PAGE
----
Thursday, September 6, 2012
A federal district court in Delaware has held that because the First Amendment provides a qualified right of access to arbitration proceedings established by Delaware law and implemented by the Delaware Court of Chancery, such proceedings must be open to the public. Delaware Coalition for Open Government v. Strine, No. 1:11-1015, 2012 WL 3744718 (D. Del. Aug. 30, 2012).
Delaware law gives the Court of Chancery “the power to arbitrate business disputes when the parties request a member of the Court of Chancery, or such other person as may be authorized under rules of the Court, to arbitrate a dispute.” 10 Del. C. § 349(a). Once the parties file an appropriate petition, "the Chancellor appoints a Chancery Court judge to preside over the case as the arbitrator."
The Chancery Court Rules require that all parts of the proceeding, including all filings and all contacts between the arbitrator and any party are 'confidential and not of public record.' Del. Ch. Ct. R. 97 a)(4), 98(b). The Register in Chancery does not file the parties' petition on the court's public docketing system. Id. 97(a)(4). None of the hearings is open to the public.
Plaintiff challenged the confidentiality provisions of the law, arguing that the First Amendment prevents the defendants from closing the proceeding to the public and press. Judge McLaughlin granted plaintiff's motion for judgment on the pleadings.
Although the Supreme Court has never addressed access to civil judicial proceedings, every Court of Appeals to consider the issue, including the Court of Appeals for the Third Circuit, has held that there is a right of access to civil trials. See Publicker Indus., Inc. v. Cohen, 733 F.2d 1059, 1061 (3d Cir.1984); . . . .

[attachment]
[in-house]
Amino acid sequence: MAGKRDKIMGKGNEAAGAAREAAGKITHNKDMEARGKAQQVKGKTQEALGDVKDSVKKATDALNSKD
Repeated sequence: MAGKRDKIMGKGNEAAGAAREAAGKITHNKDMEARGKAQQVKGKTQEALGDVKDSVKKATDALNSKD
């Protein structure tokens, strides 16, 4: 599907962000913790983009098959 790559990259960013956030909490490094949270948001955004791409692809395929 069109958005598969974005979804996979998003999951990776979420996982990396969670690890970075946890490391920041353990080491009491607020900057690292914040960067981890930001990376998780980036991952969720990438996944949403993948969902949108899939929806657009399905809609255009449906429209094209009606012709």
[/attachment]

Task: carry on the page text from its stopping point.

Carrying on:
The Delaware proceeding, although bearing the label arbitration, is essentially a civil trial. . . . In the Delaware proceeding, the parties submit their dispute to a sitting judge acting pursuant to state authority, paid by the state, and using state personnel and facilities; the judge finds facts, applies the relevant law, determines the obligations of the parties; and the judge then issues an enforceable order. This procedure is sufficiently like a civil trial that Publicker Industries governs. . . .
The public benefits of openness are not outweighed by the defendants' speculation that such openness will drive parties to use alternative non-public fora to resolve their disputes. Even if the procedure fell into disuse, the judiciary as a whole is strengthened by the public knowledge that its courthouses are open and judicial officers are not adjudicating in secret.